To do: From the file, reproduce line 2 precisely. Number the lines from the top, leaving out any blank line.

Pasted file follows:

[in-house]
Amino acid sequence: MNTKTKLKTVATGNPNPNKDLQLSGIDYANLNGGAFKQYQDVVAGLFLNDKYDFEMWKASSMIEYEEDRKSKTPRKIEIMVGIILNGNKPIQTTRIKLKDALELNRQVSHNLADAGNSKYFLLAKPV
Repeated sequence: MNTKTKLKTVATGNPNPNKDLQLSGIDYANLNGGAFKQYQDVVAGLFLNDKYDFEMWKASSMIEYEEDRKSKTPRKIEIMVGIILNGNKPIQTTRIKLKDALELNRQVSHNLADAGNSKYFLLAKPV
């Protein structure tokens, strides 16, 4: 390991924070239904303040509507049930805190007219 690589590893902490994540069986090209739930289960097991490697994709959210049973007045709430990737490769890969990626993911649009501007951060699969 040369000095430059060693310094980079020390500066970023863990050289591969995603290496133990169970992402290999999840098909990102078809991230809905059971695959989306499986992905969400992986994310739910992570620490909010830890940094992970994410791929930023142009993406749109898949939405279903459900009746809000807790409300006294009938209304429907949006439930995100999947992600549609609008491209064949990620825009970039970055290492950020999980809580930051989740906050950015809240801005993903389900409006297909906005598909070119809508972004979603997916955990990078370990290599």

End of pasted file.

Amino acid sequence: MNTKTKLKTVATGNPNPNKDLQLSGIDYANLNGGAFKQYQDVVAGLFLNDKYDFEMWKASSMIEYEEDRKSKTPRKIEIMVGIILNGNKPIQTTRIKLKDALELNRQVSHNLADAGNSKYFLLAKPV